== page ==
One of the first things I typically work on with beginning improvisers and composers is getting their phrases to go ‘across the bar’ or ‘off the one’. Starting every melody on the first beat of a measure can get old really quick, and it can hold you back from creating sophisticated phrases that ‘stick’ in people’s minds. Here are a few ways you can use rhythm to elevate your melodic phrases and bring them to the next level!
Using rhythmic displacement to shift a phrase forward or backwards gradually can be chaotic, but it can also be an effective way to implant a rhythmic idea in your listener’s head! Check out György Ligeti’s famous etude ‘Disorder’ to hear this in action. While the melody itself can get ‘lost in the chaos’, the rhythmic idea actually seems to stand out as it shifts forwards and backwards in time.
Pulling this off on an acoustic piano takes skill and masterful coordination. Pulling this off with a modern DAW, however, is a lot easier. Try taking some of your melodic phrases and shifting them forward or backwards in time while keeping the accompaniment the same. You can also achieve this effect using a delay plugin.
On the jazz frontier, few musicians trolled their listeners by playing with time more than Thelonious Monk. His classic tune ‘Straight, No Chaser’ is a perfect example. It’s a simple 12-bar blues form, but he toys with the audience by avoiding beat one with every single phrase. In fact, he often repeats a phrase simply to place the starting note on a different beat the second time.
The goal is similar—by putting a phrase in an unexpected place, it actually calls attention to it and can make it feel a bit more ‘catchy’.
You can apply this in your own compositions by turning a traditional form into an unconventional experiment! Take that simple 4-bar phrase that you’re writing and challenge yourself to blur the form by shifting the start points of your melodies. Monk took the 12-bar blues form and wrote several pieces in that format that don’t ‘feel’ like 12-bar blues as the melodic phrases don’t necessarily conform to the typical strong downbeats in that form.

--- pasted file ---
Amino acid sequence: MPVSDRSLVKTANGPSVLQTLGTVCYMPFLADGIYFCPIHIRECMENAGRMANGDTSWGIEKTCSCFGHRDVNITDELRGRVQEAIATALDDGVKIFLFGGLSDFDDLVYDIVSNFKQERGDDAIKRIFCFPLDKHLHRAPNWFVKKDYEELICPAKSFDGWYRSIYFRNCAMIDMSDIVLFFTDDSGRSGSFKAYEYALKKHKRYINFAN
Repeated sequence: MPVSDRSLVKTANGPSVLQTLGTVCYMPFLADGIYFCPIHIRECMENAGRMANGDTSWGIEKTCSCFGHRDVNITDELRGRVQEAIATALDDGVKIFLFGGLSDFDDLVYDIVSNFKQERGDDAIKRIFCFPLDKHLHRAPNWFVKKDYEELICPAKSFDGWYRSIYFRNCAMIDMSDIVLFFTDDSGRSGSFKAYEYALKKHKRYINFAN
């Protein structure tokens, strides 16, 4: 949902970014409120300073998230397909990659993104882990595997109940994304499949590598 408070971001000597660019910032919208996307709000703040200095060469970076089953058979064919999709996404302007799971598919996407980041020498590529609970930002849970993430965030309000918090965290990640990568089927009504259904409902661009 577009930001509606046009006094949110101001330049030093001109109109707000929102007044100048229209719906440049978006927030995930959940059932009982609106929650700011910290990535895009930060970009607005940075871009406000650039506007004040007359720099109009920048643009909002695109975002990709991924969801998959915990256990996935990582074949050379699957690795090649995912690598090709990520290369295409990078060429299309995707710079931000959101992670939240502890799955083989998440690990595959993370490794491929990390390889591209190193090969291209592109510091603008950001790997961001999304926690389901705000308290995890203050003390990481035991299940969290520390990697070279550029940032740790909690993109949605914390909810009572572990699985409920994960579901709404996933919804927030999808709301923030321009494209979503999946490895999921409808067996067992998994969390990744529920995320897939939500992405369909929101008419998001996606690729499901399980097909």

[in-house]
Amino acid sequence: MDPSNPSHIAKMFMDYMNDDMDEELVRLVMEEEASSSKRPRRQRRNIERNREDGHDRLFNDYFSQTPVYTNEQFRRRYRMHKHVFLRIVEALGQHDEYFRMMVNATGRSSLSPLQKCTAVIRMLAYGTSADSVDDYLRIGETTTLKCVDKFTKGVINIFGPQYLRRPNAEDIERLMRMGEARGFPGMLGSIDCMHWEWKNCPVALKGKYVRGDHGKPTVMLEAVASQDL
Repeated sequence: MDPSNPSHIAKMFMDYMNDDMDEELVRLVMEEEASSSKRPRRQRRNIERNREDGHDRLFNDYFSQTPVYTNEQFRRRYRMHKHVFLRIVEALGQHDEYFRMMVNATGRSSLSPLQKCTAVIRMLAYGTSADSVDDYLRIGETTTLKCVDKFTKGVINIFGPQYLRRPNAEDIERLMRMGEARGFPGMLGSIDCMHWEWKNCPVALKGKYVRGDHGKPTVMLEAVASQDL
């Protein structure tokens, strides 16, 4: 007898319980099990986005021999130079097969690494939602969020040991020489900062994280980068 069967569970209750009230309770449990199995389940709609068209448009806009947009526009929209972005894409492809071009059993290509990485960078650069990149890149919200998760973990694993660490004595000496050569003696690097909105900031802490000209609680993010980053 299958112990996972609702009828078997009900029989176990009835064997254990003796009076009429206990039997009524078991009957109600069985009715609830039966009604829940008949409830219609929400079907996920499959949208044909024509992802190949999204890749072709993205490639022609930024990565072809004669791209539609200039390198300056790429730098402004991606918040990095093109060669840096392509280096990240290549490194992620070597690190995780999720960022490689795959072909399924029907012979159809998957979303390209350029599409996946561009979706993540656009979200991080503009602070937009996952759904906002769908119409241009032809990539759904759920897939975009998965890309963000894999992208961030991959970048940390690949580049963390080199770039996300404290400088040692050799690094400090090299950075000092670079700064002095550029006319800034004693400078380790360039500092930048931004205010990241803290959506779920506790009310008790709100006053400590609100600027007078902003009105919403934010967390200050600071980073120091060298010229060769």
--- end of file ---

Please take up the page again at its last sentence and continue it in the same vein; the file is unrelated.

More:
It’s a great moment when my students first discover that there are time signatures besides 4/4 and 3/4. Many of them learn about 5/4 through Dave Brubeck’s masterpiece album Time Out. I love Dave as much as the next guy, but one of the casualties of this is that many musicians can only perceive 5/4 in a ‘jazzy’ feel, as that’s what they were first exposed to. There are so many ways that odd time signatures can be felt, and one of the best bands in the business at showing this off is Dream Theater.
The lads in Dream Theater have a way of making these time signatures feel more natural, and they will often play ‘both sides of the field’ in terms of time. In other words, they’ll do a phrase in 5/4, but then they’ll do a phrase in 4/4 that has strongly syncopated accents. This makes the line between an odd time signature and an even one very blurry. If you ever needed proof that you can write a catchy melody in 5/4, just check out ‘Stream of Consciousness’.
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